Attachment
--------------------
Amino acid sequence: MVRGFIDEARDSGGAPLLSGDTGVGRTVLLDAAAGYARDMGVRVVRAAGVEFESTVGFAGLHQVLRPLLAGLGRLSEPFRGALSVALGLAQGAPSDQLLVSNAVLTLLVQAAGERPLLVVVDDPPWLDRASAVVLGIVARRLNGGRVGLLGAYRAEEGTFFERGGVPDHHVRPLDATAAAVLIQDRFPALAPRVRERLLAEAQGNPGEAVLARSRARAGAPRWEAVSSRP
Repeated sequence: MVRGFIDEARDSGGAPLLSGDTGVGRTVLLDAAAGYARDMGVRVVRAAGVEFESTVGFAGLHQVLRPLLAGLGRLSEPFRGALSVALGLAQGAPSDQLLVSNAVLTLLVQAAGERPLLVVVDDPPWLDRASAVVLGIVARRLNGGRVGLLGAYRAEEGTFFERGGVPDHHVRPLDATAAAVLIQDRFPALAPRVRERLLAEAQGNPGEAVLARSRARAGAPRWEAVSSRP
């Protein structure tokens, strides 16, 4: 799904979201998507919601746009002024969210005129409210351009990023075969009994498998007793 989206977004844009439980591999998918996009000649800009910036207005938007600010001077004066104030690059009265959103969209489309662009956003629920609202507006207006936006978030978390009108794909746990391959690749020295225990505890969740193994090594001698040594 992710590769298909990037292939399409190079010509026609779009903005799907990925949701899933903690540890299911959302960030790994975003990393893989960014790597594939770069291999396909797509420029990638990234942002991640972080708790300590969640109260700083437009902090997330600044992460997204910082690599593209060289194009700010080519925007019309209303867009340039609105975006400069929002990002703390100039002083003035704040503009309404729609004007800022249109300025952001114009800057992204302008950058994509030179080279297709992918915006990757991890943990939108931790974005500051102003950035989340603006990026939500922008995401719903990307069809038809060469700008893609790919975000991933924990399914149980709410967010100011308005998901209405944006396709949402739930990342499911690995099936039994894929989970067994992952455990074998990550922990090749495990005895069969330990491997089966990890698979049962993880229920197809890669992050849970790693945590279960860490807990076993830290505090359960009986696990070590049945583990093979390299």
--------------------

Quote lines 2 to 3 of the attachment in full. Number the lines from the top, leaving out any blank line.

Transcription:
Repeated sequence: MVRGFIDEARDSGGAPLLSGDTGVGRTVLLDAAAGYARDMGVRVVRAAGVEFESTVGFAGLHQVLRPLLAGLGRLSEPFRGALSVALGLAQGAPSDQLLVSNAVLTLLVQAAGERPLLVVVDDPPWLDRASAVVLGIVARRLNGGRVGLLGAYRAEEGTFFERGGVPDHHVRPLDATAAAVLIQDRFPALAPRVRERLLAEAQGNPGEAVLARSRARAGAPRWEAVSSRP
């Protein structure tokens, strides 16, 4: 799904979201998507919601746009002024969210005129409210351009990023075969009994498998007793 989206977004844009439980591999998918996009000649800009910036207005938007600010001077004066104030690059009265959103969209489309662009956003629920609202507006207006936006978030978390009108794909746990391959690749020295225990505890969740193994090594001698040594 992710590769298909990037292939399409190079010509026609779009903005799907990925949701899933903690540890299911959302960030790994975003990393893989960014790597594939770069291999396909797509420029990638990234942002991640972080708790300590969640109260700083437009902090997330600044992460997204910082690599593209060289194009700010080519925007019309209303867009340039609105975006400069929002990002703390100039002083003035704040503009309404729609004007800022249109300025952001114009800057992204302008950058994509030179080279297709992918915006990757991890943990939108931790974005500051102003950035989340603006990026939500922008995401719903990307069809038809060469700008893609790919975000991933924990399914149980709410967010100011308005998901209405944006396709949402739930990342499911690995099936039994894929989970067994992952455990074998990550922990090749495990005895069969330990491997089966990890698979049962993880229920197809890669992050849970790693945590279960860490807990076993830290505090359960009986696990070590049945583990093979390299």